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Melanie Morris: Stars go through agony just to look good for 10 little yards of red carpet. Would I? Hell, yes

Hurrah! It's awards season. And as invitees to tonight's Meteors and tomorrow's IFTAs cram in one final circuit of the gym/syringe full of facial fillers/layer of fake tan before they head down the red carpet, I'm getting set for what must be the most enjoyable spectator sport of spring.

"It's not the winning that counts, it's the taking part". So we're told time and time again. And when it comes to awards season, never were truer words spoken. Because let's be honest here, Oscars, BAFTAs or IFTAs, it's so not about the prize-giving, it's all about who looked great, who wore what, and who was a mess.

When it comes to the preparations, I wonder do Irish actors, models, musicians and professional party people go to the same lengths as their British and American counterparts?

Do they, for example, botox their palms to prevent a clammy handshake. And under their arms to keep sweat marks at bay. Do they employ a celebrity stylist who'll suggest a gastric band as the most effective way to help them slim into -- and stay in -- their gown? Do they get their assistants to walk up and down the corridors in their new heels to break them in? I'd say given half the chance, they would. And if I were in their position, I would too.

There's nothing more terrifying than clambering out of a car to find a barrage of photographers ready to pounce. And then nothing more crushing than to see them put down their cameras when they set eyes on you, a mere mortal who doesn't make the grade either in terms of celebrity or appearance.

Over the years, I've been Louis Walsh's 'plus one' on a number of occasions in London. Each time we've arrived at a venue, I've been asked to stand aside, or simply airbrushed out of the printed shots. I'm obviously going to have make more of an effort.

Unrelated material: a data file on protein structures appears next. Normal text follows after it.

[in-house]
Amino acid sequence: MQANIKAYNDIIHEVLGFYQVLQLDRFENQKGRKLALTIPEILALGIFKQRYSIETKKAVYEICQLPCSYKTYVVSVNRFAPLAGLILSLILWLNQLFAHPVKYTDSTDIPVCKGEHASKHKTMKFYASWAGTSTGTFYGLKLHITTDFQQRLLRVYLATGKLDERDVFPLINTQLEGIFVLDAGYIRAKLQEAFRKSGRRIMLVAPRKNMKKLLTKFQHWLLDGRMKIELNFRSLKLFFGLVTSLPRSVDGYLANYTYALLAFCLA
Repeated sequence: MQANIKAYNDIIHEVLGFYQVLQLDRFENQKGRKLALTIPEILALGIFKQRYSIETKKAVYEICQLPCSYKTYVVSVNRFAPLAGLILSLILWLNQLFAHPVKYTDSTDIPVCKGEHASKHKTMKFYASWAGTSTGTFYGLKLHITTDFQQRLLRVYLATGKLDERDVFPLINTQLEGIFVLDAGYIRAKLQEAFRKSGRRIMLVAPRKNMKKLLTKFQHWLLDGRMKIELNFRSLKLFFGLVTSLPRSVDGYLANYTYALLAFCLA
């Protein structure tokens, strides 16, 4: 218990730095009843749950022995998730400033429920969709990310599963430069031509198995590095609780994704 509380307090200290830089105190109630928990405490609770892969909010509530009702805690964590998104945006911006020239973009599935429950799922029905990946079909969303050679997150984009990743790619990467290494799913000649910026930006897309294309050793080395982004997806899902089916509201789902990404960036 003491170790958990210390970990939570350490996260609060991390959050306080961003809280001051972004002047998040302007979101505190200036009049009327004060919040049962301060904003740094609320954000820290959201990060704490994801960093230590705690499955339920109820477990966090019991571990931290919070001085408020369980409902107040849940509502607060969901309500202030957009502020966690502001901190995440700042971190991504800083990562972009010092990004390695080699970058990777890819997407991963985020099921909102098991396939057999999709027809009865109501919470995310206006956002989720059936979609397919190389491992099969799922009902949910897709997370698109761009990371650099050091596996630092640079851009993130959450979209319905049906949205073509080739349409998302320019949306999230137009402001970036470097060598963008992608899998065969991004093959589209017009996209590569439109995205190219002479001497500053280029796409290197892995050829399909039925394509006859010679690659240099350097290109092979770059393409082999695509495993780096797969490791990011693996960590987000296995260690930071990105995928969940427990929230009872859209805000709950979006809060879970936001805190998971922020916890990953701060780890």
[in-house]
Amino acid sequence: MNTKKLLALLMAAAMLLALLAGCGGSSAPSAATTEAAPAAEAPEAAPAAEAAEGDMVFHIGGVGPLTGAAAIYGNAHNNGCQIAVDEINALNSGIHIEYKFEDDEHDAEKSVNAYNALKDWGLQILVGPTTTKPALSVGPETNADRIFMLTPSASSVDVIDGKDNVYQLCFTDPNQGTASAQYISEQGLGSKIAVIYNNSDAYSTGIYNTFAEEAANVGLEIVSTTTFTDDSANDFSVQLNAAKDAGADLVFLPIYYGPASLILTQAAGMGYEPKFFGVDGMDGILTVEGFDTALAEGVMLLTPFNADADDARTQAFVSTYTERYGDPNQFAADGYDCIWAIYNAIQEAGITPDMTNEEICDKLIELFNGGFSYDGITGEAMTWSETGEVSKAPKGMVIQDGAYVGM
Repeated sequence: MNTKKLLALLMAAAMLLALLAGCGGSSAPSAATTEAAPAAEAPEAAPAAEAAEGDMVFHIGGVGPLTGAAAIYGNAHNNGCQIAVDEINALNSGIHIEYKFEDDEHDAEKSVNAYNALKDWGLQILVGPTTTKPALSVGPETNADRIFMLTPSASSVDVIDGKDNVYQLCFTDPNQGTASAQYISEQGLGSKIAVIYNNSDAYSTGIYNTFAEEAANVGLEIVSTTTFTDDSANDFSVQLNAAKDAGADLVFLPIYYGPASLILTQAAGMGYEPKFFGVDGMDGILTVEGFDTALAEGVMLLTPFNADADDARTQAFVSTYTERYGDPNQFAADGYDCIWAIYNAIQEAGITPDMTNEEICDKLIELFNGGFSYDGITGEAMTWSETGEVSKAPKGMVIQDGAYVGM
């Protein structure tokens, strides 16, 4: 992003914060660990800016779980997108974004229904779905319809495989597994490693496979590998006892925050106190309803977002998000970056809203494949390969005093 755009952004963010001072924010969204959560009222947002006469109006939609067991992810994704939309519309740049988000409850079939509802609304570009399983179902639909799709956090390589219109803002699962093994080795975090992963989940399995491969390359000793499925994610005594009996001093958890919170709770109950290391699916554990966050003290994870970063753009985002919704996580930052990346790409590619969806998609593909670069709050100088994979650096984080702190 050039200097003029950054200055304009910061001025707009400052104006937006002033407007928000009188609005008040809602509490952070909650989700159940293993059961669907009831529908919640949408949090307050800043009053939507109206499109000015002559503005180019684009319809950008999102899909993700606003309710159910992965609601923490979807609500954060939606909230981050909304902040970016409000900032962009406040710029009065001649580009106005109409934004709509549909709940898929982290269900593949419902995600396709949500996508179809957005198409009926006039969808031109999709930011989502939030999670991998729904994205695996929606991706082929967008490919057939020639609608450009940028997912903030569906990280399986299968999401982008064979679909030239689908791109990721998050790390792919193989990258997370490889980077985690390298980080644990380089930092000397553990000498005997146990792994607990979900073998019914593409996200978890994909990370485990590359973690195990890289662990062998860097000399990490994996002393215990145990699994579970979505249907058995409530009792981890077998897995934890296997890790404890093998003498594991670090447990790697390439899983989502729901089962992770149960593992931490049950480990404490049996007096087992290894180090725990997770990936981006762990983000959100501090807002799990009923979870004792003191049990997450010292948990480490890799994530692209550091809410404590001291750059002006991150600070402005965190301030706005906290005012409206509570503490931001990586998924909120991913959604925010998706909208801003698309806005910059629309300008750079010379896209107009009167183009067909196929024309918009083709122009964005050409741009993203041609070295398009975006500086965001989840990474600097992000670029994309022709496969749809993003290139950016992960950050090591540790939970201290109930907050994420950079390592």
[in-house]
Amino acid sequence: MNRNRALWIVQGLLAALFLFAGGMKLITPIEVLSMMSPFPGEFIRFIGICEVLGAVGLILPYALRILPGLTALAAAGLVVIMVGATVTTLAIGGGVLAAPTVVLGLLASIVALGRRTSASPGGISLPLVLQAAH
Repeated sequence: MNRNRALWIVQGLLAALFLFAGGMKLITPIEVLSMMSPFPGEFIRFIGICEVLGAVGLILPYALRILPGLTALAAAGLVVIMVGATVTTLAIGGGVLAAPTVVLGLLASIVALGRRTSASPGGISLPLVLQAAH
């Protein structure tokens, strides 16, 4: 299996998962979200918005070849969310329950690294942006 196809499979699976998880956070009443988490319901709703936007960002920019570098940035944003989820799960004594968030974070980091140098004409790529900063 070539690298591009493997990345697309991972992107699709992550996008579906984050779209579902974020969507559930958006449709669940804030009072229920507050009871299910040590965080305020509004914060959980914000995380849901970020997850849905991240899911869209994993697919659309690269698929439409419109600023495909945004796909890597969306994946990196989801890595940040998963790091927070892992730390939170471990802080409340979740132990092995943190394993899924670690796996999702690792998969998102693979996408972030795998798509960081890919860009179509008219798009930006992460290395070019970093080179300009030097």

While I don't want to 'do a Bjork' on it, and show up dressed as a swan, and while I don't really have the balls or the body to dye myself orange, forget my knickers and wear a navel-slashed number, there must be a middle ground that makes as impression.

I think Jennifer Aniston always looks great, but plays it far too safe, Cameron Diaz works a beach better than a ball gown, and Halle Berry has the weirdest taste in clothes. But I love Penelope Cruz's way with colour, Reese Witherspoon's Chanel wardrobe and the striking black gown and massive emeralds combo that Angelina Jolie rocked at last year's Oscars.

So, who at the weekend's Irish awards will have style? As presenter for tomorrow's IFTAs, I love Victoria Smurfit's genuine nonchalant approach to fashion. She takes it all in her stride, but always happens to have the season's sharpest look draped flatteringly over her immaculate frame. Her slick blonde hair and razor sharp cheekbones make her face stand out from the crowd.

Anyone sharing a stage with her will do well not to appear the frumpy friend. But I'd rate Charlene McKenna against her. Quirky, cute and impish, here's an accomplished actress who'll team a hot gown with great hair and make-up.

Another young hopeful whose retro style I admire and envy is Jade Yourell. With her abundant auburn hair, milky white skin and black winged eyeliner, she reminds me of a 1960s Liz Taylor type.

If Jonathan Rhys Meyers turns up, I hope he'll be all broody in his Henry garb, rather than those nasty Uggs and trackie pants he has a penchant for.

Tonight at The Meteors, and I know I'll be transfixed by Florence Welch's frock (as well as her 'machine') and presenter Amanda Byram will no doubt look every inch a rock goddess.

If venturing out to either event, and daring to brave the red carpet (more excruciating than the walk of shame), don't do as I've done and pass unnoticed. Instead take some tips from the experts ...

Ditch the coat/ scarf/bag, stand beside someone of similar size, or bigger than you, and wear something that exposes a nice bit of leg or cleavage, but not both -- unless you want to feature in some 'what WAS she wearing' column. And remember above all else, and unlike one society girl at last year's Meteors, if those photographers don't pap you the first time, don't be tempted to walk back and try again, and again, and again ... Be remembered for the right reasons, people.

Melanie Morris is editor of IMAGE Magazine


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